But It’s a Masterpiece!
I couldn’t bear to part with even one doodle, paint swoosh, or collage created by my wildly artistic kid. Sound familiar?
How to be a dedicated patron of your child’s artwork without letting it take over your home
MY DAUGHTER was in preschool only three hours a week, yet she was a prolific painter. Swimming in an oversize smock, barely able to reach the blank paper on the easel, Amy attacked the canvas, wielding fat brushes with the prowess of an exuberant toddler. The results were abstract, of course, and always blue.
“It’s her Blue Period,” I boasted to friends as they stifled yawns, politely examining the art I had taped to every inch of wall at home.
“Like Picasso!” I gushed to her preschool teacher.
“No,” the patient teacher explained. Turns out the reason my tiny virtuoso was churning out one blue work after another was because she only put out blue paint. “They are so little, they can’t handle color choices,” she said, ardently adding, “Next month we introduce red.”
All right, so maybe my kid wasn’t going to have a onewoman show at the National Gallery of Art before she was potty trained. But I, her most devoted fan, applauded every time she arrived home with a pile of paintings. Some critics might see random brush strokes, but I saw a perfect balance of composition, shapes, and texture. In every monochromatic painting.
My squirmy kid’s art career began before screens were the obvious answer to keeping kids busy in restaurants. I brought crayons to keep her happy in her high chair so that
we could have five minutes to gobble down a meal before her whimpers turned into shattering screeches. Amy’s favorite place had brownpaper table covers she could draw on—which explains why there are now crayon etchings on my dining table.
Then came preschool. Dozens of one-of-a-kind masterpieces turned into hundreds. We didn’t know where to put them in our cramped two-bedroom place in New York City. Behind the stereo speakers. Next to our bed. Under our bed. I rolled up countless paintings and stuffed them into my closet. “You’ve got to get rid of some,” my husband insisted, refusing to rent a storage space.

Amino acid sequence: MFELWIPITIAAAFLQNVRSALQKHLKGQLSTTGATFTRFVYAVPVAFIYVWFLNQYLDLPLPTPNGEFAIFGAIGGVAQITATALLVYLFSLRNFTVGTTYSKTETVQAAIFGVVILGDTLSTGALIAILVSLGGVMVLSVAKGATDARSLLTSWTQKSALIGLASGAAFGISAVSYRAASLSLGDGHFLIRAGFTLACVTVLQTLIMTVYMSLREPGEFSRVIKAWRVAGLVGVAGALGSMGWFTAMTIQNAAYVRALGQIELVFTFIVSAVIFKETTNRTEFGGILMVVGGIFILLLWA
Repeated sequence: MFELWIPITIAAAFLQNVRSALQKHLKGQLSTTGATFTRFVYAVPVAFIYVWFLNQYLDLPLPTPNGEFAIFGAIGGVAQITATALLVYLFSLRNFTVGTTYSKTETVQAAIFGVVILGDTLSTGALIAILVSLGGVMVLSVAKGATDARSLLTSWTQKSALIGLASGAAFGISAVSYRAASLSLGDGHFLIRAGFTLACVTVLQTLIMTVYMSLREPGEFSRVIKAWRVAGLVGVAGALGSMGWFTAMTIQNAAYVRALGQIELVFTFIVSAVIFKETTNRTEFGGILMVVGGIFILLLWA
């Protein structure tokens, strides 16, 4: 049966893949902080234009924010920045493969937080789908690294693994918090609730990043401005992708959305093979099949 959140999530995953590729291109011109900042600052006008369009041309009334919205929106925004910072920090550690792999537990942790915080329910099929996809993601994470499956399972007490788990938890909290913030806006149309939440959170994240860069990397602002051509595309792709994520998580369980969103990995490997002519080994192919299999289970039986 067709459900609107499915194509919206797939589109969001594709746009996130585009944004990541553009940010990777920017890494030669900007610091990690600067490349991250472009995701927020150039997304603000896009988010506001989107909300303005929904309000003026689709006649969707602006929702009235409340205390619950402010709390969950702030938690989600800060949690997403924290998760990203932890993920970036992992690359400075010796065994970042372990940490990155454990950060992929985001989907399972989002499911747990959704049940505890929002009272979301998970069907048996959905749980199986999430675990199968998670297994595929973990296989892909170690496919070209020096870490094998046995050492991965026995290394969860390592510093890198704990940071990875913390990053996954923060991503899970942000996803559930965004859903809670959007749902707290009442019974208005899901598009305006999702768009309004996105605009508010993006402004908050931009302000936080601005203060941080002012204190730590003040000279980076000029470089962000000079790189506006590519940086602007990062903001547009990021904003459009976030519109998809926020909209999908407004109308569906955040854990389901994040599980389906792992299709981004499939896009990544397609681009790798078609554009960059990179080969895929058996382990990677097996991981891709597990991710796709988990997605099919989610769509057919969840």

Even the grandmothers in Florida begged us to stop sending so many. “I have no more room on my fridge,” Grandma Sylvia apologized. There were some even I didn’t care for. “My Family,” crafted at age 3. Splotches of color floating in space. “That’s Daddy,” Amy called the huge purple explosion. “Grammy,” she identified a smaller yellowand-blue pattern. Pointing to a tiny gray dot on the bottom right: “That’s you, Mommy.”
Me? All those years of being a patron of the arts for a mini person and that’s all I am?—a microscopic gray speck on the tail end of the universe? The next day, Amy suddenly labeled Daddy as the insignificant spot, and I was overjoyed to be elevated to a large purple blob. I rewarded her with ice cream for dessert.
Slowly, I became braver about paring down paintings. One mother suggested I furtively throw a few of them out in the dark of night when Amy was asleep. Another time, I thought I was clever by crumpling a drawing and “hiding” it in my bathroom wastebasket. Hours later, Amy appeared, tearfully gripping the gem I’d discarded like a dust bunny.
“I found this in the garbage, Mommy.” She looked heartbroken. “Why?”
“Hmm ... I don’t know. Maybe it was—” Dare I falsely accuse Daddy? Feebly, I pressed the edges, assuring her it was even more beautiful than the 20 other portraits of red-haired princesses she’d drawn that week.
Amy began regularly combing the trash, giving me suspicious side glances while rummaging for evidence that I’d thrown away more “objets d’art.” So I lugged home large plastic boxes and placed her creations inside, though I would still furtively eighty-six some while she was asleep, dreaming of mothers who could be trusted. But every time I took a stash to the garbage, I still grieved a little.
Picasso said it took him “a lifetime to paint like a child.” I wanted to hold on to Amy’s precious unself-conscious childhood creativity—even if it was turning me into a hoarder.
By the time she was 5, Amy preferred markers to paint. A girl in a purple dress with pigtails and painted nails, standing next to a flower as tall as she was. “You and me, Mommy. We’re walking to school. We love each other.”
I hugged the picture. And the next 40 that arrived home the following week.
“I draw pictures of you, Mommy,” Amy said, “because I want to be like you when I grow up.” How could I throw any of them away? There must be room somewhere ... ah yes, I think there’s a few more inches of space in the linen closet. Who needs extra towels anyway?